Adventures among the tree tops in Western Australia
Coming from just south of the California Redwood Forest and a place affectionately known as the “City of Trees”—Sacramento has more trees per capita than any other city in the world—I’m no stranger to tall tangles of bark and leaves.
But even I felt dwarfed for a day in Western Australia, strolling along the canopy in the Valley of the Giants and scrambling up to the top of a 61-meter tree with no safety gear.
Wandering in the Valley of the Giants, it’s almost impossible to comprehend just how big these trees are. 400 years old and 40-meters high, the Treetop Walk is suspended far above the ground.
There’s the Grandmother Tree, with enough enormous gnarls and knots to resemble the Wicked Witch of the West. There are trees with splits in the trunk big enough to walk through, and trunks with diameters not even a giant could wrap his hands around. After a few days in the treeless plan, the Valley of the Giants feels impossibly lush and green, with a damp humidity sitting in the air.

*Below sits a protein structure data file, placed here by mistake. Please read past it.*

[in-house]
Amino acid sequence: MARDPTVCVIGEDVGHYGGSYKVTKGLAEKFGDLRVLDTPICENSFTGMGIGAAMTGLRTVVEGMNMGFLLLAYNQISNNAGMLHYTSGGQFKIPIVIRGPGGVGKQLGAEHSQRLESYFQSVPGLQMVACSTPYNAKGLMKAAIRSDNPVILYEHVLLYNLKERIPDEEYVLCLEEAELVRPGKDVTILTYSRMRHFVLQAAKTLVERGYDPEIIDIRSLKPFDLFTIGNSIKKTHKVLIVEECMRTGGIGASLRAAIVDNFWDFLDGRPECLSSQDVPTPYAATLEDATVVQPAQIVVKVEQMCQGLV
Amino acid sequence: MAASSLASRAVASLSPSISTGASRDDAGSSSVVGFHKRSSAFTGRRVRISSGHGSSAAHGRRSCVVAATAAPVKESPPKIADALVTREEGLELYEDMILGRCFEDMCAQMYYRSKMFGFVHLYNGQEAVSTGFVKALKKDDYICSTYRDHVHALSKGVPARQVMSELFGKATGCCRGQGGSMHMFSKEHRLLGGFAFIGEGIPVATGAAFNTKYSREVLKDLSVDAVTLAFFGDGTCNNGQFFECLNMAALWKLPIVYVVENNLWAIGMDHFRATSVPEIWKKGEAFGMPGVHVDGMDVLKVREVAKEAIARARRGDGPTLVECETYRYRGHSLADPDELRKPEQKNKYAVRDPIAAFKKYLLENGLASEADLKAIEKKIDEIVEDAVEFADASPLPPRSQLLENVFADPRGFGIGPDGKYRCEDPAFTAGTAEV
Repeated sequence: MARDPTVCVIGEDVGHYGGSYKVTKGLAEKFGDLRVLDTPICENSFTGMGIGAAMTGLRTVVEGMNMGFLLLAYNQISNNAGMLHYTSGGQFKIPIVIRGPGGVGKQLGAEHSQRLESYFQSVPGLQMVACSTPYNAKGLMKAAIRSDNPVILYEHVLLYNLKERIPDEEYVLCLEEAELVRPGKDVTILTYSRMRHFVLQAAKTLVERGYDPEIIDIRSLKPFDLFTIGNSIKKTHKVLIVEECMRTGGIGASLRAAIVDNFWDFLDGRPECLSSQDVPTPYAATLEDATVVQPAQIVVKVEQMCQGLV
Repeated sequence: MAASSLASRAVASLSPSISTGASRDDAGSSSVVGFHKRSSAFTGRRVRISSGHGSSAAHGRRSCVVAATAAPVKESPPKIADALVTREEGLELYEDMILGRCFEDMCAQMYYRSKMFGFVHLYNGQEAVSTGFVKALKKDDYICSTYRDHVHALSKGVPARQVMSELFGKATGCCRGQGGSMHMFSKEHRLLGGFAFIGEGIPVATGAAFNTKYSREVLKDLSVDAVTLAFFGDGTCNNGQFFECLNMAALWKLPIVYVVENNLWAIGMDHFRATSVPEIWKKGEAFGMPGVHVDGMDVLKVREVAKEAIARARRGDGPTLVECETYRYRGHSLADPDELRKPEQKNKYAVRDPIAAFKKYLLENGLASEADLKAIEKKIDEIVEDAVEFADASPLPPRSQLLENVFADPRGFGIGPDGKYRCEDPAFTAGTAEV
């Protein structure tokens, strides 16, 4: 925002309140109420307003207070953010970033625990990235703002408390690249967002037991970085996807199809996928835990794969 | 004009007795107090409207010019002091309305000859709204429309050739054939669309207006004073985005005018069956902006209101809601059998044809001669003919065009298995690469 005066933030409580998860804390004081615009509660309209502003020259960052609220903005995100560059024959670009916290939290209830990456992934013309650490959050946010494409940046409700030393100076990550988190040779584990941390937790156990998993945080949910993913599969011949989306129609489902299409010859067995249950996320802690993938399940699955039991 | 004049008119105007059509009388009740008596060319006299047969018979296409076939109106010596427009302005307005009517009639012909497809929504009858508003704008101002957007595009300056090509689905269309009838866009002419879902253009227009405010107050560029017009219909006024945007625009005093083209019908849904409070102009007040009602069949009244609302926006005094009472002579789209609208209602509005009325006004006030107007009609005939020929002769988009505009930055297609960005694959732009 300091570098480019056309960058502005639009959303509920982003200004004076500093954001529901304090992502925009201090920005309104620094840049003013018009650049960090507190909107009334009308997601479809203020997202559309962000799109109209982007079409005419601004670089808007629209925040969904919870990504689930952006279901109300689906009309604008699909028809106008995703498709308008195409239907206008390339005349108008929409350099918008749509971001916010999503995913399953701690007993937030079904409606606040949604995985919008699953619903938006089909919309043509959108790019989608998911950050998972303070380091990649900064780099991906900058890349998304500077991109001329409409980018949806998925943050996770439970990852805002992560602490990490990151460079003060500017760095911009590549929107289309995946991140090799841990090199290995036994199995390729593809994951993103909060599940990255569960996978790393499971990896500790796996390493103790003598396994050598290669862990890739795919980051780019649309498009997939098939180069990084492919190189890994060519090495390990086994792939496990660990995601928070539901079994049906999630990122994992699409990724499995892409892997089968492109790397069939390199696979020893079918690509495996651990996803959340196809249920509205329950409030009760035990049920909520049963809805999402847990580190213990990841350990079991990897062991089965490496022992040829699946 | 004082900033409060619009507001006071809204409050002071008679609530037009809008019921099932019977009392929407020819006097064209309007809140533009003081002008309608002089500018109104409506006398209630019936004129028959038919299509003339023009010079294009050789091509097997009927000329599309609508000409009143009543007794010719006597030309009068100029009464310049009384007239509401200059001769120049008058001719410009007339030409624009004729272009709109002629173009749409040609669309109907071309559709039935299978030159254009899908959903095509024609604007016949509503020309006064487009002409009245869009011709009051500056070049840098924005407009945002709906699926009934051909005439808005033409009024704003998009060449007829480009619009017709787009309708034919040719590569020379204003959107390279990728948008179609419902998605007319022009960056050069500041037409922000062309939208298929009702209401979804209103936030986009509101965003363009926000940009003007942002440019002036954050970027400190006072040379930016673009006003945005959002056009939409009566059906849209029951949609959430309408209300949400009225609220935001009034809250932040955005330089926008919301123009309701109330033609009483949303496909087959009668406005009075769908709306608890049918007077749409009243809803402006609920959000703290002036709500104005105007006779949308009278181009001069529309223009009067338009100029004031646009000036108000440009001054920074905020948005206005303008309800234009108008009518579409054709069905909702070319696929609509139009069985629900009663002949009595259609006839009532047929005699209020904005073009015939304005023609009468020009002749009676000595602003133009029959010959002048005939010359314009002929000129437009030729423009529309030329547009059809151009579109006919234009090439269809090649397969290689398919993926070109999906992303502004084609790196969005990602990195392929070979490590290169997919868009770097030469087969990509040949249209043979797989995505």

And the walk through the treetops is a feat of engineering, an experience that slowly-but-suddenly takes you to the very tops of the trees.
After a relative relaxing and serene walk in the canopy, climbing up the Gloucester Tree seemed positively daring. I’m not scared of heights—and I’ve done plenty of extreme sports in the air—but climbing up a 61-meter tree with absolutely no safety gear or net was enough to get my hands shaking.
The tree consists of metal pegs stuck into its trunk, wrapping around the tree until a small wooden landing about two-thirds of the way up. There’s another risk warning once you get there: after that point, the metal rods become increasingly narrow and almost vertical.
At the top, you’re essentially climbing up a completely vertical ladder jutting out of the tree until you reach the landing with 360-degree views over the canopy.
The view is incredible, but the rest is anything but relaxing: going up was one thing, but going down backwards is quite a notion. In short, it’s terrifying.
Note: I discovered all of these treetop adventures via the Nullarbor Traveller tour.